If you are using a Premium WordPress theme, your theme may already include an option for breadcrumbs. That’s certainly the case with the theme I use (Magazine Pro by StudioPress).

Otherwise, the easiest way to add breadcrumb navigation to your WordPress site is by using the Breadcrumb NavXT plugin. It’s free and has been downloaded over 600,000 times, so it’s popular!


WordPress Breadcrumbs: How to Enable Them on Your WordPress Site

The Google algorithm doesn’t like site-wide footer links that point to other websites.

These kind of links were once a popular black-hat SEO technique that resulted in millions of links all having the same anchor text.

If you have site-wide footer links to other websites, you could get a Google penalty. So either remove them or insert a ‘no follow’ tag.

For instructions on how to modify or remove the links in your WordPress footer, see this video:

#4. Use an SEO Plugin to Optimize Every Blog Post

An SEO WordPress plugin will help you to optimize your meta tags for each new article that you publish.

This is important because the title tag creates the title for your article’s SERP snippet and the meta description may (unless Google overrides it) provide the description that appears in your SERP snippet.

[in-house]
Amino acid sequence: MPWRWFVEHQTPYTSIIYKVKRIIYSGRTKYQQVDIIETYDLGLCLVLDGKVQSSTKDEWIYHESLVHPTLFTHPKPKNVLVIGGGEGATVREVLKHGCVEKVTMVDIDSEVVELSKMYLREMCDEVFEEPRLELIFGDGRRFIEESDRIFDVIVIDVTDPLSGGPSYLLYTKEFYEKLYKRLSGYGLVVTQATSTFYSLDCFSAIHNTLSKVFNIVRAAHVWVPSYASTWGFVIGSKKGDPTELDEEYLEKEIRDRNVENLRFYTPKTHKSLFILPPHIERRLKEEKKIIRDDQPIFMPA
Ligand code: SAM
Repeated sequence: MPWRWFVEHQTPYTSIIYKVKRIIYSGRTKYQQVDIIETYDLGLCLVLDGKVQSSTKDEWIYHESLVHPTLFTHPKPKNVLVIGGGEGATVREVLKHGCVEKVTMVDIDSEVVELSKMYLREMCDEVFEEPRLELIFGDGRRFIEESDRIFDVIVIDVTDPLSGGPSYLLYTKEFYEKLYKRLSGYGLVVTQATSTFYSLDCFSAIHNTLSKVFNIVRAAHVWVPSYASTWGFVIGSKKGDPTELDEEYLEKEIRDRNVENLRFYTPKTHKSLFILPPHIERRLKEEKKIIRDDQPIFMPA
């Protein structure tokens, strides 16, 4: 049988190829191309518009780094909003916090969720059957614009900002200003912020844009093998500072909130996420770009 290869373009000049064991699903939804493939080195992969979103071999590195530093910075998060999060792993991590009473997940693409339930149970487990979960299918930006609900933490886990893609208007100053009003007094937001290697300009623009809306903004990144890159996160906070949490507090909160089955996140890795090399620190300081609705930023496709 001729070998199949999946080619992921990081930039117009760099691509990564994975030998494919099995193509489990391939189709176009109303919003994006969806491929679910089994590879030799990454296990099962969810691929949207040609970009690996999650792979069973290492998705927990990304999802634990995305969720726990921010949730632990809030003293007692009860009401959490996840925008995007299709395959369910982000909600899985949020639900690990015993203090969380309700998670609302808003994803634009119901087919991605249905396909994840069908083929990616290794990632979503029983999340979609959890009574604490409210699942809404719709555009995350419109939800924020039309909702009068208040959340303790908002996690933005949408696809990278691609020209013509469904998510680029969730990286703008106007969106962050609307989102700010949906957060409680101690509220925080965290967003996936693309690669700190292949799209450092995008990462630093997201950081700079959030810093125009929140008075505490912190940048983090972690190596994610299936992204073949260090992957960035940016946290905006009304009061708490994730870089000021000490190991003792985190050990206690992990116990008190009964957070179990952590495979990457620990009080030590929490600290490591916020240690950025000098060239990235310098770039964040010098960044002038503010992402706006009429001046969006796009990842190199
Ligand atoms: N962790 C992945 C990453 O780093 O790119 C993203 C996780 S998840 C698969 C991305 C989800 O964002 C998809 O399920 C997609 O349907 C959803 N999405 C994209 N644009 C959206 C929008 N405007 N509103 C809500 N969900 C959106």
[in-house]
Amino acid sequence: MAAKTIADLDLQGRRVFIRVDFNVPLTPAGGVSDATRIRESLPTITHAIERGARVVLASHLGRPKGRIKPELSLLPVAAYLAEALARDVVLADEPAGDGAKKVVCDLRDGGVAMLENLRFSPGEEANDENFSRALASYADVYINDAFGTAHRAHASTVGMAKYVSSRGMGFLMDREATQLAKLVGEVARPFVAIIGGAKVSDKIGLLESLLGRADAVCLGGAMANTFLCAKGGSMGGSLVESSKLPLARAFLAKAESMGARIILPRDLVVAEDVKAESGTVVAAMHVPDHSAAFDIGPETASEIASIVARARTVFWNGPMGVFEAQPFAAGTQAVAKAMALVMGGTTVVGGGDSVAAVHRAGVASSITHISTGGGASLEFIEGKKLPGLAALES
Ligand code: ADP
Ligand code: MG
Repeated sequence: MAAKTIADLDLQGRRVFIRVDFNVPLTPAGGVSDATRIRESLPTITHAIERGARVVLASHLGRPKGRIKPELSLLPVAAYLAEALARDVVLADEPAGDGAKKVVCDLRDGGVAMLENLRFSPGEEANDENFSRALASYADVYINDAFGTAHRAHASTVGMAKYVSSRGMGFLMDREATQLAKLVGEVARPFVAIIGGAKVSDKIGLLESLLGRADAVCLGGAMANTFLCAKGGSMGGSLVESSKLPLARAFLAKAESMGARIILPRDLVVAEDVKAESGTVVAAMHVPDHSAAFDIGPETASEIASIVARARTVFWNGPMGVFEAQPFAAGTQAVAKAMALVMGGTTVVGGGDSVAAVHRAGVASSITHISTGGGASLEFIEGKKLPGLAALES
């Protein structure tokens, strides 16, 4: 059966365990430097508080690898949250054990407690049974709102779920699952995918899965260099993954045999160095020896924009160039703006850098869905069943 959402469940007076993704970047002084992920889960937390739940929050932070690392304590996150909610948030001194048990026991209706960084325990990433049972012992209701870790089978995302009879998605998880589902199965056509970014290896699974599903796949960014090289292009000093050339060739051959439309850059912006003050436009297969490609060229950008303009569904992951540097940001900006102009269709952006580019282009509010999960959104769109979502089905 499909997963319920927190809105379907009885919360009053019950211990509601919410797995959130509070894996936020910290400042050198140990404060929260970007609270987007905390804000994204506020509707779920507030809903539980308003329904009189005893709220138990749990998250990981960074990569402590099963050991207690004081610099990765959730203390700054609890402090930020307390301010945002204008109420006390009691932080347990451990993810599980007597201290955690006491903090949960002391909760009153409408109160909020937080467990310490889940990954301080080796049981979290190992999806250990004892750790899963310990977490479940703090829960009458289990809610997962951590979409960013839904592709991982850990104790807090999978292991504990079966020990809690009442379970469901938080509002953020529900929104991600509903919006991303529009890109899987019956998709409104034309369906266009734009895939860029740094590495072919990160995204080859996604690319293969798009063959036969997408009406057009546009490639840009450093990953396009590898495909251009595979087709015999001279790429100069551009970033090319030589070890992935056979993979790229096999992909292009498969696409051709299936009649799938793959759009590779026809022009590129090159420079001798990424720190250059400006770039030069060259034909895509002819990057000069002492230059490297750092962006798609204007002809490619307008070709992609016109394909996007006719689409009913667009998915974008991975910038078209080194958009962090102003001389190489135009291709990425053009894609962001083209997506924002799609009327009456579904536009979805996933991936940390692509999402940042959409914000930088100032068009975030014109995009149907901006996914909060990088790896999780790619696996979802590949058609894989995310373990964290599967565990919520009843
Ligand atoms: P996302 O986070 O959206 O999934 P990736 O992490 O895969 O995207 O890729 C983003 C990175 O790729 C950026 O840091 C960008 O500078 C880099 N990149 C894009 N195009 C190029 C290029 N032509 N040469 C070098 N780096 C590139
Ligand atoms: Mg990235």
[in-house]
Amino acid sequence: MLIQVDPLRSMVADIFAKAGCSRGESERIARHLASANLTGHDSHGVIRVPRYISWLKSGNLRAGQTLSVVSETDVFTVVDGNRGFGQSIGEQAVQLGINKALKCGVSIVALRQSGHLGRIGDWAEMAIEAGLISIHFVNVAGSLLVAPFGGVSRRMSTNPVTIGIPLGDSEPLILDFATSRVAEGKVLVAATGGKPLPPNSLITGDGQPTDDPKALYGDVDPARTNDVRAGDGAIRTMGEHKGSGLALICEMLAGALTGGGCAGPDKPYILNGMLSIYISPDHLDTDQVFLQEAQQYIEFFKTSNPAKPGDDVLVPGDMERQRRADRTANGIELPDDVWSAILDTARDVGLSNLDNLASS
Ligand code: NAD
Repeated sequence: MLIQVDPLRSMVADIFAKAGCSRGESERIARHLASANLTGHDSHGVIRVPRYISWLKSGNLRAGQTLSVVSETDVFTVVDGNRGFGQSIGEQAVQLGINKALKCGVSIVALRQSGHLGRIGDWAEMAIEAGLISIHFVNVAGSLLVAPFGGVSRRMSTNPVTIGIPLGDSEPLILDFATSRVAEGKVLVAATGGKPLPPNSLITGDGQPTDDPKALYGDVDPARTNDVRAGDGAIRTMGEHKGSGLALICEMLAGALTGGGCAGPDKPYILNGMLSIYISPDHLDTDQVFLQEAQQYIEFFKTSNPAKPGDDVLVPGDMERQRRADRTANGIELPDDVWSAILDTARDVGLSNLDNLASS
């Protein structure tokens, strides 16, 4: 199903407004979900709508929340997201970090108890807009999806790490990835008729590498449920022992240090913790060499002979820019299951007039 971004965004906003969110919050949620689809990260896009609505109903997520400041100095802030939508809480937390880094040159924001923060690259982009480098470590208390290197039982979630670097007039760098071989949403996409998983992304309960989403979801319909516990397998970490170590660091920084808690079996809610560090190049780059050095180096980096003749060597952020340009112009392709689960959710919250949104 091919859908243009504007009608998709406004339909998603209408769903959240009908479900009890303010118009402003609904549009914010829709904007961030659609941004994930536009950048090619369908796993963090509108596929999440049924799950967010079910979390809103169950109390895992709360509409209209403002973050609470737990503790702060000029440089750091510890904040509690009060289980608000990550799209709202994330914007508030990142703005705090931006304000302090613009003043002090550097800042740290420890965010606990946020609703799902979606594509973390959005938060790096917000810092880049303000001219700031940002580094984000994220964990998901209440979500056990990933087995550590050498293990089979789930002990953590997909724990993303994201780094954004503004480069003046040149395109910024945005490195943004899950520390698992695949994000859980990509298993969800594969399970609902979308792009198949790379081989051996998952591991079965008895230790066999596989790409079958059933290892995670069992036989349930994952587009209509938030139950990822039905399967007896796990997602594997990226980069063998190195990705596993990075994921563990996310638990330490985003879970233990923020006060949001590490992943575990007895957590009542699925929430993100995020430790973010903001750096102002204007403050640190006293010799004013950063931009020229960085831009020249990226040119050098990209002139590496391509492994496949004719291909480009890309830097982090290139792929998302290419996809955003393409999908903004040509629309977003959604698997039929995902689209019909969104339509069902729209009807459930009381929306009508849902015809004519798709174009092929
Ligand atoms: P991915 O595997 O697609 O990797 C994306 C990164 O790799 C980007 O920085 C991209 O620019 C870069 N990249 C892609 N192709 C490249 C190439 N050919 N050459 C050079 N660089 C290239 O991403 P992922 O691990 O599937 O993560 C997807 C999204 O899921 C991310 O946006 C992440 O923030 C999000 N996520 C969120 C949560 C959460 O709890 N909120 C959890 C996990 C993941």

Until recently I used Yoast SEO, which is a great SEO plugin. However, I now use RankMath, which is another very good SEO plugin. The free version of RankMath has more features than the free version of Yoast SEO, so it’s the one I now recommend.

What I particularly like about RankMath is that it prompts you to use a catchy title in your title tag. It does this by prompting you to use (1) a word with positive or negative sentiment, (2) a ‘power’ word, and (3) a number.

Whichever one you use, both plugins will ask you to do the following for each new blog post:

  • include your keyword  in the blog post URL
  • ensure your blog post title does not exceed 70 characters
  • ensure your keyword is in the page title
  • ensure that your keyword is in the meta description
  • ensure that your blog post contains the minimum recommended number of words

Here’s a screenshot of a RankMath report on a web page after implementing most of the recommendations for that page:

RankMath checklist

#5. Remove Spam Comments from Trash

Comment spam is a major problem that affects anyone with a WordPress site. At a minimum you should enable comment moderation so that all comments require your approval before appearing on your web page.

Install the Akismet plugin to filter out spam comments. You should regularly empty both the spam folder and the trash folder in the comments section of the WP dashboard. Why?

Two reasons.

  1. Firstly, if you let the spam comments build up, the sheer volume of it can seriously damage your site.